A bipartisan bill filed by legislators in the North Carolina House Tuesday seeks to fill what its sponsors have identified as “loopholes” in existing laws on sexual assault, especially around abuse of juveniles, abuse that occurs while a person is incapacitated, and distribution of date rape drugs.

“There’s a significant number of victims who aren’t getting justice,” said Michael Wilson, a legislative assistant for Representative Chaz Beasley of Mecklenburg County, one of four sponsors on the bill. “We started looking at how to close those loopholes.”

Wilson told the INDY that Beasley’s office began looking into these loopholes after a 2018 incident in Charlotte. In June, a 31 year-old woman named Leah McGuirk was drugged in the Charlotte EpiCentre. According to Wilson, after McGuirk came forward with her story, 15 other women also shared experiences of having been drugged at Rooftop 210,  which is the rooftop bar at Charlotte EpiCentre.

“They started calling it ‘Roofie-top 210’ because they were drugged on their first drink,” Wilson said. “But when she went to the police, because no secondary crime was committed, it wasn’t triggering sufficient charges for them to investigate.”

House Bill 393 would change that, making it illegal to distribute beverages and other harmful substances that could damage a person’s health.

Also sponsoring the bill are Representatives Jay Adams, a Republican representing Catawba, Gale Adcock, a Democrat from Wake County and Jamie Boles, Jr., a Republican representing Moore County. The four sponsors seek to secure “justice for survivors” in defining clearer legal consequences for sexual assault, rape and distribution of incapacitating substances.

Additionally, H.B. 393 would widen the legal definition of a “caretaker,” extending the title to adults in a dating or romantic relationship with the parent, guardian, or legal custodian of a juvenile. Monika Johnson Hostler, the executive director of the North Carolina Coalition Against Sexual Assault told the INDY that such patterns of abuse are common. In applying the caretaker title to individuals romantically involved with a primary caretaker, the bill would administer stricter punishment of these individuals as caretaker abusers.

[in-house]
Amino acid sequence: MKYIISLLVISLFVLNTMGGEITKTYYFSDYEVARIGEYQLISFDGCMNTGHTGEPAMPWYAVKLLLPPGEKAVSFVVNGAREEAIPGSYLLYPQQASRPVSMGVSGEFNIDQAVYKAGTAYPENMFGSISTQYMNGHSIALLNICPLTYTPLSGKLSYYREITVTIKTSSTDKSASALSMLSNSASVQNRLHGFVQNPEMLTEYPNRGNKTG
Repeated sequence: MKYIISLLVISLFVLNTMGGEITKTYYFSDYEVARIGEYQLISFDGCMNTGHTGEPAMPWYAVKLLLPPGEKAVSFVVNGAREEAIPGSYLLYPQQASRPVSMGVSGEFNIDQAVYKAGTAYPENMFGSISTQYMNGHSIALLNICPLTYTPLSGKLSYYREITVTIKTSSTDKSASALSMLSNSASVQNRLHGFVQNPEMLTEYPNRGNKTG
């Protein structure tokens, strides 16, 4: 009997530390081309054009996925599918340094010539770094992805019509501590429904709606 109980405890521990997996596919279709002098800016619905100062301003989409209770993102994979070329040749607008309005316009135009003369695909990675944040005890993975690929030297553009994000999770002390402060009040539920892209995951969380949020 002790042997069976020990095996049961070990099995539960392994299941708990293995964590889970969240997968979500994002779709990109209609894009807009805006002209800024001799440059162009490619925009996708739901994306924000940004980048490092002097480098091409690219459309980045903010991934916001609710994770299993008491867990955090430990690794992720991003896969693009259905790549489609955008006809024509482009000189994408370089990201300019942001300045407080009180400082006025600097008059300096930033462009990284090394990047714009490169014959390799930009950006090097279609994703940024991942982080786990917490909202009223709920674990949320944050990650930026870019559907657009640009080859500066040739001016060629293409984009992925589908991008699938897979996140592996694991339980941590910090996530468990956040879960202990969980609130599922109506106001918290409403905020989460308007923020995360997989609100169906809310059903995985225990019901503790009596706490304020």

“These are issues that sexual assault advocates and families and therapists and Department of Social Services have dealt with for decades,” Johnson-Hostler said. “I think this gets us closer to acknowledging in our state statutes what we are actually seeking.”

The bill also proposes a change to existing law that would define mental incapacitation not just as a state forced upon a victim by a perpetrator, but sometimes attained by the victim themself. Under current law, a victim of a crime is only under mental a state of mental incapacitation if they had no knowledge of their consumption of a substance. This does not protect victims who voluntarily drink or consume drugs and are later assaulted. According to Wilson, in filing H.B. 393, lawmakers hope to “allow victims that participate in their own intoxication to still be categorized as mentally incapacitated.”

“Given where we are currently around sexual assault in this country,” Johnson-Hostler said, “We have to realize that institutions have not really done a good job of recognizing the issue of sexual violence and how to address it adequately… We’re going to be addressing some of these gaps fully if this piece of legislation moves quickly.”

One reply on “New NC Bill Seeks to Close Sex Assault ‘Loopholes’”

  1. Had I know this loophole like in 2007 December when I Up and moved to NC at Woodgate apartments alpine valley way or something … I would have bought roofies and drugged him before I married him! Maybe he would have asked me sooner to marry him.

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